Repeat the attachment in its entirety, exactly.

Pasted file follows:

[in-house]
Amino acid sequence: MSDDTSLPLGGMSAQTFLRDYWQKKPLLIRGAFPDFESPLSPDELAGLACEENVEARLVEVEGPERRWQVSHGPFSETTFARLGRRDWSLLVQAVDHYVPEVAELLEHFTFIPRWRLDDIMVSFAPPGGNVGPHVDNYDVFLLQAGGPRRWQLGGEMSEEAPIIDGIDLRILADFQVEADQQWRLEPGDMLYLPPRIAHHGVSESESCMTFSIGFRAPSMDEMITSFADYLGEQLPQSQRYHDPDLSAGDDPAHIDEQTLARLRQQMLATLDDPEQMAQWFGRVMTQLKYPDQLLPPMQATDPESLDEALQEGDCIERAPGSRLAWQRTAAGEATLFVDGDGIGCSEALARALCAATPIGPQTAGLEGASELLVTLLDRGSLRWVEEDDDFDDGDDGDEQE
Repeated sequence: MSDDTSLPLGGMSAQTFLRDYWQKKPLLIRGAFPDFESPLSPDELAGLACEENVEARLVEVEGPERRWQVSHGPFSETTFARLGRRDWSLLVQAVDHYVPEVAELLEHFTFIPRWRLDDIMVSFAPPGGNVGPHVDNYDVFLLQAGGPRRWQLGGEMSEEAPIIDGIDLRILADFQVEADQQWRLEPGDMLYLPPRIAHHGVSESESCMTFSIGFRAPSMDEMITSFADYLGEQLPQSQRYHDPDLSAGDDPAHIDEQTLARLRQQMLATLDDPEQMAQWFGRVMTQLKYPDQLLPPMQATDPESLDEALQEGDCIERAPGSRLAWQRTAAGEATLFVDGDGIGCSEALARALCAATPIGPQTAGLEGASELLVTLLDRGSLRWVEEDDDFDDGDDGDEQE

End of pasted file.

[in-house]
Amino acid sequence: MSDDTSLPLGGMSAQTFLRDYWQKKPLLIRGAFPDFESPLSPDELAGLACEENVEARLVEVEGPERRWQVSHGPFSETTFARLGRRDWSLLVQAVDHYVPEVAELLEHFTFIPRWRLDDIMVSFAPPGGNVGPHVDNYDVFLLQAGGPRRWQLGGEMSEEAPIIDGIDLRILADFQVEADQQWRLEPGDMLYLPPRIAHHGVSESESCMTFSIGFRAPSMDEMITSFADYLGEQLPQSQRYHDPDLSAGDDPAHIDEQTLARLRQQMLATLDDPEQMAQWFGRVMTQLKYPDQLLPPMQATDPESLDEALQEGDCIERAPGSRLAWQRTAAGEATLFVDGDGIGCSEALARALCAATPIGPQTAGLEGASELLVTLLDRGSLRWVEEDDDFDDGDDGDEQE
Repeated sequence: MSDDTSLPLGGMSAQTFLRDYWQKKPLLIRGAFPDFESPLSPDELAGLACEENVEARLVEVEGPERRWQVSHGPFSETTFARLGRRDWSLLVQAVDHYVPEVAELLEHFTFIPRWRLDDIMVSFAPPGGNVGPHVDNYDVFLLQAGGPRRWQLGGEMSEEAPIIDGIDLRILADFQVEADQQWRLEPGDMLYLPPRIAHHGVSESESCMTFSIGFRAPSMDEMITSFADYLGEQLPQSQRYHDPDLSAGDDPAHIDEQTLARLRQQMLATLDDPEQMAQWFGRVMTQLKYPDQLLPPMQATDPESLDEALQEGDCIERAPGSRLAWQRTAAGEATLFVDGDGIGCSEALARALCAATPIGPQTAGLEGASELLVTLLDRGSLRWVEEDDDFDDGDDGDEQE